Monday, June 24, 2013

HEADS UP


While riding my bike alone in Deer Valley on Flagstaff Mountain the other night, I bounced out of the woods too quickly and nearly flew off the trail into a rough meadow.  I spun along in low gear, looking to get back on the trail when I noticed a set of equipment for the new chair lift.  I rode towards the shadows, directly into the glaring solstice sun, with a western breeze in my face.  It was tough going in the grass so I rode with my head down, concentrating on my front wheel.  I did look up occasionally as I approached the equipment and I noticed, hundreds of chairs, a lift house, some towers and a huge BULL MOOSE not 20 yards away. 

I circled back quickly, muttering friendly words of encouragement, to a safe distance of about 50 yards, just behind a stack of lift chairs.  We eyed each other cautiously for a while and he bugled and burped until a cow moose strolled out of the Aspens.  I thought that I may be in trouble for interrupting a lovers tryst  until yearling calf walked out of the woods.  The cow put her head down to show her displeasure with me and I thought I was a dead man.  Just then another twin calf  (they all look the same) walked out of the woods and I began seriously looking for an escape.  I could ride away quickly but I knew I would never get into my toe clips or I would crash and burn.  I could run into the woods and try to keep a tree between me and the moose but there were 4 of them and they could easily outflank me.  My best option, I figured, would be to jump into the middle of all the chairs and hope they weren’t very nimble. 

I watched them, three tons of unpredictable ungulate, with my heart in my throat.  I was fascinated with the huge rack, the long legs, the shear bulk and the little goatees.  They had a menacing wildness as well as gentleness and grace.  The mother nibbled and licked the ears of one of the calves, while the father grazed unconcerned, all the while gurgling imperceptibly to each other.  The couple seemed focused on one primeval purpose yet seemed to know that the time and the place were not quite right.  I stood there for 20 minutes (OK it was more like 5 minutes but I was very excited), respectfully watching them, with their apparent permission, and feeling like a privileged witness to a final family gathering.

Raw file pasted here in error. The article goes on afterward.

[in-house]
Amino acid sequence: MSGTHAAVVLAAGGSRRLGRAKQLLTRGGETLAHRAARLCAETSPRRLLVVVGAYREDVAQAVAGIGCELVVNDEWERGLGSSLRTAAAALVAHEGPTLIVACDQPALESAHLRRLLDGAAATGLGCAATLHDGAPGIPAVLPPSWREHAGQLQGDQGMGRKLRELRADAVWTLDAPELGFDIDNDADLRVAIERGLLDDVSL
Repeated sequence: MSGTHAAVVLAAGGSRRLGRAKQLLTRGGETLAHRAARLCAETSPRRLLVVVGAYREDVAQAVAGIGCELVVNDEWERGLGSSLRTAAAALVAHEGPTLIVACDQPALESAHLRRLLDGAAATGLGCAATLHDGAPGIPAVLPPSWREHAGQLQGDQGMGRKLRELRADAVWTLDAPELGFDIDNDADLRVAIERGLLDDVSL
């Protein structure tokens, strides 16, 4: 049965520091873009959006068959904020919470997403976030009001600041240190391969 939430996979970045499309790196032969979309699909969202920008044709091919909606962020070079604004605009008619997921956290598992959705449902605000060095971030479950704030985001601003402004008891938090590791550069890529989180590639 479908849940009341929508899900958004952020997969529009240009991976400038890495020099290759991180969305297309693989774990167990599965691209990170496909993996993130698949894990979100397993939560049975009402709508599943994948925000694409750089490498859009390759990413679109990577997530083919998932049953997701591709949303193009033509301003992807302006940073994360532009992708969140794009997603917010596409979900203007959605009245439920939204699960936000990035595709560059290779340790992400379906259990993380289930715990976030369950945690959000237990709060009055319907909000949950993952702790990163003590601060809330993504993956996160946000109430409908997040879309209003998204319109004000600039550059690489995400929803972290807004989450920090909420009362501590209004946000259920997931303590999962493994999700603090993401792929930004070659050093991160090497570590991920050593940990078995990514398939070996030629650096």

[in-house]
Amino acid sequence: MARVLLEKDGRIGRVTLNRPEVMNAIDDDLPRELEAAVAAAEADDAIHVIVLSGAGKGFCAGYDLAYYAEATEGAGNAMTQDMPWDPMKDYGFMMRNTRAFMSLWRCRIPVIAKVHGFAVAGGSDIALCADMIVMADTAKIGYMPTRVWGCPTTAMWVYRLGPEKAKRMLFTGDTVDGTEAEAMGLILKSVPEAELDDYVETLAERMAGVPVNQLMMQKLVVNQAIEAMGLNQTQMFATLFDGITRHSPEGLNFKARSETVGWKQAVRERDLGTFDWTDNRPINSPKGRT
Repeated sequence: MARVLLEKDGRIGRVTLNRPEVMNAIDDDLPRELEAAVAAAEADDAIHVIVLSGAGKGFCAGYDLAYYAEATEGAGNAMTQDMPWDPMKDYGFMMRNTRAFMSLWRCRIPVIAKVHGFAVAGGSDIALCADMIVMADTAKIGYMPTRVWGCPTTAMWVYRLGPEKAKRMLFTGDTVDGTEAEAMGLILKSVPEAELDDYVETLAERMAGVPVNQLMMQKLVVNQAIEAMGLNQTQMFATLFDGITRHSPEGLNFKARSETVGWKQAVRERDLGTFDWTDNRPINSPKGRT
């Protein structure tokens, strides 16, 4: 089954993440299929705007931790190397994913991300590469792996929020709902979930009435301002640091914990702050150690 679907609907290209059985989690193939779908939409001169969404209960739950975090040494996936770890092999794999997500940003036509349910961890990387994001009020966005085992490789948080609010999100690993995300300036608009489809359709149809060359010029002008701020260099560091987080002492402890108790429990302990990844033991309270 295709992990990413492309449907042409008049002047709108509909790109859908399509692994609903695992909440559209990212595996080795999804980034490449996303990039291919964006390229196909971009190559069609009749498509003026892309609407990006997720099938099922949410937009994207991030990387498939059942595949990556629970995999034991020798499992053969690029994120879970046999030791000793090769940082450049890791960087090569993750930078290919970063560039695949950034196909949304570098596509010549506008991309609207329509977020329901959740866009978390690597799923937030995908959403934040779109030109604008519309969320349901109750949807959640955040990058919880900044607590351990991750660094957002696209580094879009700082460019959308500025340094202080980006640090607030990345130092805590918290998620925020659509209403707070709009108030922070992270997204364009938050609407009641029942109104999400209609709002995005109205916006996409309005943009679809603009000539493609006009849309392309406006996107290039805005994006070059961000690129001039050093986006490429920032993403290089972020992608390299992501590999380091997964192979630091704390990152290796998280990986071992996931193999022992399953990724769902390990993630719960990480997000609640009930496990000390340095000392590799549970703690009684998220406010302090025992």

They eventually started showing concern with the sound of approaching heavy machinery, impending development and the eventual loss of their peaceful home.  They startled and started, twitching nervous ears, until the cow abruptly dashed across the meadow into the opposite woods.  The calves galloped awkwardly after her and the bull followed begrudgingly, looking at me as if I would understand.  They crashed into the forest, breaking trees and causing a tremendous ruckus as they located each other again.  They had blocked my escape route so I sat tight, shaking from the experience and waiting patiently for them to make the first move.  Eventually, they came back out of the woods, walked across the meadow, up the adjacent hill and out of sight.  They allowed me to escape and finish my ride, with my head up and eyes peeled at every dark shadow in the conifer forest, wondering if I would see them again - ever.


The habitat these animals enjoy is to become the Flagstaff development with millions of units and endless ski lifts and runs.   The Flagstaff development is a done deal, it is all over except for the crying.  There will be other developments, and it doesn’t matter if they are in Deer Valley, the Kaiparowits plateau, or on the moon, they affect all of us intrinsically.  Wally Stenger said we need just to know that wild places exist.  While this philosophy may be appropriate for humans, it doesn’t work for wildlife.  This moose family’s precious wild habitat is shrinking as quickly as our own.   They will soon be gone - to find replacement habitat, as the EIS optimistically predicts, or more likely to crash through the windshield of some rental Range Rover.  Gone with them will be a piece of our quality of life, our wilderness and our wildness.  Where will we go when all of our wilderness is gone?